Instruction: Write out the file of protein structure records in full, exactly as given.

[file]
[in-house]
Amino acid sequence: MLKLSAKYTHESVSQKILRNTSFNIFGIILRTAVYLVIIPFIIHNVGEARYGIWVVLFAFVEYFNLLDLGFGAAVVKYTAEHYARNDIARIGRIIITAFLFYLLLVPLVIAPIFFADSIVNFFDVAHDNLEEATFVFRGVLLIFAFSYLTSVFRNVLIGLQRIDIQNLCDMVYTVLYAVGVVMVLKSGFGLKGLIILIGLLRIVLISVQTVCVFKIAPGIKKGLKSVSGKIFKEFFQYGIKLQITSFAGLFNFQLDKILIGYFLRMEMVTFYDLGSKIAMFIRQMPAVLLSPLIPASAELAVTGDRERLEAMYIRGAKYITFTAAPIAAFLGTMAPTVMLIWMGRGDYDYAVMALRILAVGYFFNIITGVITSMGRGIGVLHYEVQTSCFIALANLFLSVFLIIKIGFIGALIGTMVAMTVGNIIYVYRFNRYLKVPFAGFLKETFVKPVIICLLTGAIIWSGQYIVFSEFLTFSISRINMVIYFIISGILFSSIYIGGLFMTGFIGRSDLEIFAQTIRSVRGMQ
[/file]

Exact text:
[in-house]
Amino acid sequence: MLKLSAKYTHESVSQKILRNTSFNIFGIILRTAVYLVIIPFIIHNVGEARYGIWVVLFAFVEYFNLLDLGFGAAVVKYTAEHYARNDIARIGRIIITAFLFYLLLVPLVIAPIFFADSIVNFFDVAHDNLEEATFVFRGVLLIFAFSYLTSVFRNVLIGLQRIDIQNLCDMVYTVLYAVGVVMVLKSGFGLKGLIILIGLLRIVLISVQTVCVFKIAPGIKKGLKSVSGKIFKEFFQYGIKLQITSFAGLFNFQLDKILIGYFLRMEMVTFYDLGSKIAMFIRQMPAVLLSPLIPASAELAVTGDRERLEAMYIRGAKYITFTAAPIAAFLGTMAPTVMLIWMGRGDYDYAVMALRILAVGYFFNIITGVITSMGRGIGVLHYEVQTSCFIALANLFLSVFLIIKIGFIGALIGTMVAMTVGNIIYVYRFNRYLKVPFAGFLKETFVKPVIICLLTGAIIWSGQYIVFSEFLTFSISRINMVIYFIISGILFSSIYIGGLFMTGFIGRSDLEIFAQTIRSVRGMQ